Eliminating Waste in the Recruitment Process

Companies will develop strategic plans; invest in product development, marketing, sales and technology to ensure they are strongly positioned in the market to beat their competition. Most companies don’t apply the same prudence when hiring the workforce that will drive these requisites to success. Recruiters and staffing managers can achieve significant savings by taking a close look at the strategy and analytics for an existing recruiting program.

The Team
Contract recruiters can provide flexibility in work hours and skill sets, but the on-boarding process and the productivity time related to training, absorbing the culture, and building internal relationships may drain internal resources and limit the overall return on investment. Typically, once contractors conclude an engagement, they move to the next assignment. In a recruiting environment with specialized domain expertise, the recruitment team’s skills need to adjust as organizational changes occur.

Annual business fluctuations can cause periods of high demand that the team cannot meet without outside recruitment agency assistance, which increases the cost of a new hire? Conversely, during down cycles or periods of reduced effort, the team is overstaffed and probably overextended in its financial commitments to various recruitment tools, job boards and advertising. Consider a model using contractors during these high demand periods.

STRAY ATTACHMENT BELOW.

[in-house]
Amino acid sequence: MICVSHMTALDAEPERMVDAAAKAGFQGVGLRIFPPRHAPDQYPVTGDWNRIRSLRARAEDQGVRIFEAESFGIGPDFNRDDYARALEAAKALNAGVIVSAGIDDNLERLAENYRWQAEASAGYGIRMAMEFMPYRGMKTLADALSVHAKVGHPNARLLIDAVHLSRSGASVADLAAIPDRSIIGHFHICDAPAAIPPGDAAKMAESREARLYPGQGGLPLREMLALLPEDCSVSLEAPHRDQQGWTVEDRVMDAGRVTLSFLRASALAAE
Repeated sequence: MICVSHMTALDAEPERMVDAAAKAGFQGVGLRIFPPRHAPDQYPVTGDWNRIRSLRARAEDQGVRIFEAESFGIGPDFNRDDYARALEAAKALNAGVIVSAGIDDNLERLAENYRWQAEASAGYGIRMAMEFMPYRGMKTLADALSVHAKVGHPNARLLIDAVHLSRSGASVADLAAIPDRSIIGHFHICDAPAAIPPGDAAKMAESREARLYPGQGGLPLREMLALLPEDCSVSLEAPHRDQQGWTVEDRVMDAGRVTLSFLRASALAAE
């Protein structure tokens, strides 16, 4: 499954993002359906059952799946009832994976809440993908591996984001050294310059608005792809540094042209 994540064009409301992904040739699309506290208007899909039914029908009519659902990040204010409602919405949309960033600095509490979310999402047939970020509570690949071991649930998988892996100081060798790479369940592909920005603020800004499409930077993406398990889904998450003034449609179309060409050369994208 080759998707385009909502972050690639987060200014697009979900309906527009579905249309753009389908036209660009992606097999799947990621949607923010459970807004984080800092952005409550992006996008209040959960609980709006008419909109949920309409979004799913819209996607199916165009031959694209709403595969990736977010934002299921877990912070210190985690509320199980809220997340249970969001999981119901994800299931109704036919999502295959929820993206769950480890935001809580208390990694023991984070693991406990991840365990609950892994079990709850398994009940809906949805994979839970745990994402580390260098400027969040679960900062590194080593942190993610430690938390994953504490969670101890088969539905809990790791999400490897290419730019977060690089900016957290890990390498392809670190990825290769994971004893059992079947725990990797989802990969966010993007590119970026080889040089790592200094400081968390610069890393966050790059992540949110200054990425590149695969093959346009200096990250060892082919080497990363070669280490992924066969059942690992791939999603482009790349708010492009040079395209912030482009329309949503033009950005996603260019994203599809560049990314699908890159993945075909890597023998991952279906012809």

The Process
One area of major waste in the recruitment process is the lack of processes. Usually when the process cannot be tracked at all, this is the root of the problem. For example, you have an urgent need for an engineer. A hundred or more applicants submit resumes for the job. Resumes are delivered to the hiring manager, who examines the top two dozen or so resumes. The hiring manager takes the resumes home that night reviews them throughout the week and contacts the top eight to ten candidates for an initial phone conversation. He/she then choose five candidates that seem qualified for a formal interview and sets up times for them to meet the team.